Hi Megan, in the cookbook I was working from, the author actually recommends a simple sauce of yogurt, lemon zest, lemon juice and chopped chives/green onions for this bowl. So maybe you could do something like that?
      -LReplyCancel

  • Steph13/01/2014 - 3:18 am

    That bowl of goodness looks so vibrant and inviting, I have never tried farro, but think I should :)ReplyCancel

  • Emily | The Guest House13/01/2014 - 10:56 am

    I am always, ALWAYS, looking for new good savoury breakfast ideas. This is one I’ve never thought of before so thank you!ReplyCancel

  • Brian @ A Thought For Food13/01/2014 - 11:38 am

    Well… this is going on my must make list. What a wonderful way to start the day.ReplyCancel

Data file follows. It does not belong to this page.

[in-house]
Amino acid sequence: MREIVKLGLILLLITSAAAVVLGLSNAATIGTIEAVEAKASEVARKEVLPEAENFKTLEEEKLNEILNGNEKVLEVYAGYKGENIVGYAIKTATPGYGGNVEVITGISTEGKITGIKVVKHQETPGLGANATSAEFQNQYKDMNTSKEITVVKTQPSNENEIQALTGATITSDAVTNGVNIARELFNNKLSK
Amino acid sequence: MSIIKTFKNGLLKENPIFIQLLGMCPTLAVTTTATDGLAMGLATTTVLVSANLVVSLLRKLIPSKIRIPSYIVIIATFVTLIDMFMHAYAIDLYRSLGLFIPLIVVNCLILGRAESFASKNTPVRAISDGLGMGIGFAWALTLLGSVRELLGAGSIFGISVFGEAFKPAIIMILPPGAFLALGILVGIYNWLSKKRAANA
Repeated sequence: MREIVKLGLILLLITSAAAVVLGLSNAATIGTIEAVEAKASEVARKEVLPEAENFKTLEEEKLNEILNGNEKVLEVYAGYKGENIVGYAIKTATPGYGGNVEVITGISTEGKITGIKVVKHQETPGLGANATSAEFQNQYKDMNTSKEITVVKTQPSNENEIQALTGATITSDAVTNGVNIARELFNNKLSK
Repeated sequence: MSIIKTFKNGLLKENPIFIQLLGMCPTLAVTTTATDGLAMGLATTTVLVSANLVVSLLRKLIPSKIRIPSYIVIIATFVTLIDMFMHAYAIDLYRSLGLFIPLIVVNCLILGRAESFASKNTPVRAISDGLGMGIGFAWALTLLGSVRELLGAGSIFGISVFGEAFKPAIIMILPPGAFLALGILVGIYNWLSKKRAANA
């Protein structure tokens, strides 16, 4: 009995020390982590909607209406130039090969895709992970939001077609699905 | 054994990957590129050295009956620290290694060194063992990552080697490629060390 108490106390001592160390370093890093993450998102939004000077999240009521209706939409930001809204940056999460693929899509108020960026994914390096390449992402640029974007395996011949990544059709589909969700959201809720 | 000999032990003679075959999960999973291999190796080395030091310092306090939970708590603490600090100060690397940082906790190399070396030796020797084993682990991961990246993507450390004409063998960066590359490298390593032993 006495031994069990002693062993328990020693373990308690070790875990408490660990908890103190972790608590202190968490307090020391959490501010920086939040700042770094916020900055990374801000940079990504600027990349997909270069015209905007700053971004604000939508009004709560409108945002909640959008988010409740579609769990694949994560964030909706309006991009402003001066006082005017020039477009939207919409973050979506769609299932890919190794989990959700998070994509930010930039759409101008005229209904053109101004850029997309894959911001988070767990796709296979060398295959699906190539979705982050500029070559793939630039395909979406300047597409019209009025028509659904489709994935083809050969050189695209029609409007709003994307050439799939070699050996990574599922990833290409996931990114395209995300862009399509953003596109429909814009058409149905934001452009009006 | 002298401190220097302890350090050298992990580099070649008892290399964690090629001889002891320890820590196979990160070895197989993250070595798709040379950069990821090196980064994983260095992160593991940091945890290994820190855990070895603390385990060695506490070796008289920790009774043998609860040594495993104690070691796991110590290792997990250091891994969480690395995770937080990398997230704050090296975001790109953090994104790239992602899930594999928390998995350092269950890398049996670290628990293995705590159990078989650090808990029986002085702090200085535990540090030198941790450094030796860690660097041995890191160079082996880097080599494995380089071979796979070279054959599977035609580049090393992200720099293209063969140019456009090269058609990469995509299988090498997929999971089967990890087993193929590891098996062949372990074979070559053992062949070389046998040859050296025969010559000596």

• Allyssa14/01/2014 - 12:22 pm

    That breakfast looks delicious! I love your blog, by the way. :)ReplyCancel

  • Kristie Eccleston15/01/2014 - 8:42 pm

    I’m new here and WOW! I can’t get over the photography of the food. I mean I can’t wait to try some of these recipes but I was drawn in by the photos!ReplyCancel

  • The Rose Journals17/01/2014 - 1:36 am

    Every time I come on your blog I’m swept away with the originality. Seriously, you be killin it. So blessed for you! :):)ReplyCancel

  • T18/01/2014 - 3:52 pm

    Beauty. I am going to try think with black rice to make it gluten-free!ReplyCancel

  • SouthernSpoonBelle19/01/2014 - 12:35 am

    Savory breakfasts have unexpectedly become one of my favorite weekend habits– really looking forward to trying this combination. Happy 2014 to y’all, and, as always, thanks for sharing your thoughts and beautiful food!ReplyCancel